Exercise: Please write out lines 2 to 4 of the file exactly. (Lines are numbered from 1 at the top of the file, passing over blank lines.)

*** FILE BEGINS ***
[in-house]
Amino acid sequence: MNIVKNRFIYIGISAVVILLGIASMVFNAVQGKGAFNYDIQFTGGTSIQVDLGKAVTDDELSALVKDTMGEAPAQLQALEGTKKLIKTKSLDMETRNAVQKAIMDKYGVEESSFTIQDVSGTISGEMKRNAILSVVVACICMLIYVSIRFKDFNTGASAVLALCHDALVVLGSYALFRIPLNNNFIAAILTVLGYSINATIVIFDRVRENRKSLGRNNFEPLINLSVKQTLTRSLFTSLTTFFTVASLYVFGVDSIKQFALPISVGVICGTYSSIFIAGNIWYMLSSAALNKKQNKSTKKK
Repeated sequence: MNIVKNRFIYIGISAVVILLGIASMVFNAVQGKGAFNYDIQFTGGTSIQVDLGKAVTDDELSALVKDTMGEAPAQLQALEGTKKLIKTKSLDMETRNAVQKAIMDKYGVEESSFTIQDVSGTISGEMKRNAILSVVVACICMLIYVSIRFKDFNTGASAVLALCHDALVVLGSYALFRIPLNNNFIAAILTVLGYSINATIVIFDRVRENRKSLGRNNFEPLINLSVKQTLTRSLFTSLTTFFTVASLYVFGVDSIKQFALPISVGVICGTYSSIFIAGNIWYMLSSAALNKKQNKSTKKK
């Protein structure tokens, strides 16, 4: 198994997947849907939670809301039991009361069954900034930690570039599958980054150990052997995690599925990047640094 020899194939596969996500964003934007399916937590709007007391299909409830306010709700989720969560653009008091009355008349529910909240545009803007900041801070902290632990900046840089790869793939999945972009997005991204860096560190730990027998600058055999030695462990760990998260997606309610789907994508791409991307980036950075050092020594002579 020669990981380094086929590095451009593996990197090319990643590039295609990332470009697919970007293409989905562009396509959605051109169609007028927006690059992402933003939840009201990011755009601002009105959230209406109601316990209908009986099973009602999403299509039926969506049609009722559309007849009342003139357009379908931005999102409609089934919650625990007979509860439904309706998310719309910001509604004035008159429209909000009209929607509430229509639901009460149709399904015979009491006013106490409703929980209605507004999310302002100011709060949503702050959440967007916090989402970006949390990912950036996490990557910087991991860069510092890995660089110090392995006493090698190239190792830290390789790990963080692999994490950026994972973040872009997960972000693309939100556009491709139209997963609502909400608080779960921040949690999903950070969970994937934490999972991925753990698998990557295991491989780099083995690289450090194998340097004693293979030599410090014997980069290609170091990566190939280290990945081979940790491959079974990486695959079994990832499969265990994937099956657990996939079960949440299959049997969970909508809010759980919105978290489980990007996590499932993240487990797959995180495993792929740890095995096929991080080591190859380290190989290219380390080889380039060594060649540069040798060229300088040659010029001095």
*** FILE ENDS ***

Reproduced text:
Amino acid sequence: MNIVKNRFIYIGISAVVILLGIASMVFNAVQGKGAFNYDIQFTGGTSIQVDLGKAVTDDELSALVKDTMGEAPAQLQALEGTKKLIKTKSLDMETRNAVQKAIMDKYGVEESSFTIQDVSGTISGEMKRNAILSVVVACICMLIYVSIRFKDFNTGASAVLALCHDALVVLGSYALFRIPLNNNFIAAILTVLGYSINATIVIFDRVRENRKSLGRNNFEPLINLSVKQTLTRSLFTSLTTFFTVASLYVFGVDSIKQFALPISVGVICGTYSSIFIAGNIWYMLSSAALNKKQNKSTKKK
Repeated sequence: MNIVKNRFIYIGISAVVILLGIASMVFNAVQGKGAFNYDIQFTGGTSIQVDLGKAVTDDELSALVKDTMGEAPAQLQALEGTKKLIKTKSLDMETRNAVQKAIMDKYGVEESSFTIQDVSGTISGEMKRNAILSVVVACICMLIYVSIRFKDFNTGASAVLALCHDALVVLGSYALFRIPLNNNFIAAILTVLGYSINATIVIFDRVRENRKSLGRNNFEPLINLSVKQTLTRSLFTSLTTFFTVASLYVFGVDSIKQFALPISVGVICGTYSSIFIAGNIWYMLSSAALNKKQNKSTKKK
């Protein structure tokens, strides 16, 4: 198994997947849907939670809301039991009361069954900034930690570039599958980054150990052997995690599925990047640094 020899194939596969996500964003934007399916937590709007007391299909409830306010709700989720969560653009008091009355008349529910909240545009803007900041801070902290632990900046840089790869793939999945972009997005991204860096560190730990027998600058055999030695462990760990998260997606309610789907994508791409991307980036950075050092020594002579 020669990981380094086929590095451009593996990197090319990643590039295609990332470009697919970007293409989905562009396509959605051109169609007028927006690059992402933003939840009201990011755009601002009105959230209406109601316990209908009986099973009602999403299509039926969506049609009722559309007849009342003139357009379908931005999102409609089934919650625990007979509860439904309706998310719309910001509604004035008159429209909000009209929607509430229509639901009460149709399904015979009491006013106490409703929980209605507004999310302002100011709060949503702050959440967007916090989402970006949390990912950036996490990557910087991991860069510092890995660089110090392995006493090698190239190792830290390789790990963080692999994490950026994972973040872009997960972000693309939100556009491709139209997963609502909400608080779960921040949690999903950070969970994937934490999972991925753990698998990557295991491989780099083995690289450090194998340097004693293979030599410090014997980069290609170091990566190939280290990945081979940790491959079974990486695959079994990832499969265990994937099956657990996939079960949440299959049997969970909508809010759980919105978290489980990007996590499932993240487990797959995180495993792929740890095995096929991080080591190859380290190989290219380390080889380039060594060649540069040798060229300088040659010029001095």